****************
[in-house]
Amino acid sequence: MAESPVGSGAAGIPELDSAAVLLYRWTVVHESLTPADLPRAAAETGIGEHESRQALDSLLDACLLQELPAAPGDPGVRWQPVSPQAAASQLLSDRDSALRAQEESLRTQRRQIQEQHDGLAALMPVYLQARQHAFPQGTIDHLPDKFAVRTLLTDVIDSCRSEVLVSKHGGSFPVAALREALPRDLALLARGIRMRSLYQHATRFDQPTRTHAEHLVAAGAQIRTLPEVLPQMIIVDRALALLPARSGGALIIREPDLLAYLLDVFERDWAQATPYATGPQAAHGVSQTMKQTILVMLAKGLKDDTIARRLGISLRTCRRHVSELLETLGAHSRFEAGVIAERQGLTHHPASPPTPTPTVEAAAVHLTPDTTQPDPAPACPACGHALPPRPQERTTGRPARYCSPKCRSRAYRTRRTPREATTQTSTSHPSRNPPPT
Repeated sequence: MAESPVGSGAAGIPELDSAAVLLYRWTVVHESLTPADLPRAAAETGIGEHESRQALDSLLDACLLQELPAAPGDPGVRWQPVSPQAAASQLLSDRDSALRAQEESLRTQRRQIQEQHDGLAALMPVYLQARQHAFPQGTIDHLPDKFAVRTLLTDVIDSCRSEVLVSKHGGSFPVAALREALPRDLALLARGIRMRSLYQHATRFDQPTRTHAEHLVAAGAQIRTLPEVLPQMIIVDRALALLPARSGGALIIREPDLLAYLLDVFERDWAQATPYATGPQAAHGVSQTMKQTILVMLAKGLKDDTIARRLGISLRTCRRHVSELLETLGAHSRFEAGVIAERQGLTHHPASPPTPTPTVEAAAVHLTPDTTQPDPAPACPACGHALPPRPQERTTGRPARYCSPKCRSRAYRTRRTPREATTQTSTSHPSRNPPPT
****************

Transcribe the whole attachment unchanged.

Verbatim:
[in-house]
Amino acid sequence: MAESPVGSGAAGIPELDSAAVLLYRWTVVHESLTPADLPRAAAETGIGEHESRQALDSLLDACLLQELPAAPGDPGVRWQPVSPQAAASQLLSDRDSALRAQEESLRTQRRQIQEQHDGLAALMPVYLQARQHAFPQGTIDHLPDKFAVRTLLTDVIDSCRSEVLVSKHGGSFPVAALREALPRDLALLARGIRMRSLYQHATRFDQPTRTHAEHLVAAGAQIRTLPEVLPQMIIVDRALALLPARSGGALIIREPDLLAYLLDVFERDWAQATPYATGPQAAHGVSQTMKQTILVMLAKGLKDDTIARRLGISLRTCRRHVSELLETLGAHSRFEAGVIAERQGLTHHPASPPTPTPTVEAAAVHLTPDTTQPDPAPACPACGHALPPRPQERTTGRPARYCSPKCRSRAYRTRRTPREATTQTSTSHPSRNPPPT
Repeated sequence: MAESPVGSGAAGIPELDSAAVLLYRWTVVHESLTPADLPRAAAETGIGEHESRQALDSLLDACLLQELPAAPGDPGVRWQPVSPQAAASQLLSDRDSALRAQEESLRTQRRQIQEQHDGLAALMPVYLQARQHAFPQGTIDHLPDKFAVRTLLTDVIDSCRSEVLVSKHGGSFPVAALREALPRDLALLARGIRMRSLYQHATRFDQPTRTHAEHLVAAGAQIRTLPEVLPQMIIVDRALALLPARSGGALIIREPDLLAYLLDVFERDWAQATPYATGPQAAHGVSQTMKQTILVMLAKGLKDDTIARRLGISLRTCRRHVSELLETLGAHSRFEAGVIAERQGLTHHPASPPTPTPTVEAAAVHLTPDTTQPDPAPACPACGHALPPRPQERTTGRPARYCSPKCRSRAYRTRRTPREATTQTSTSHPSRNPPPT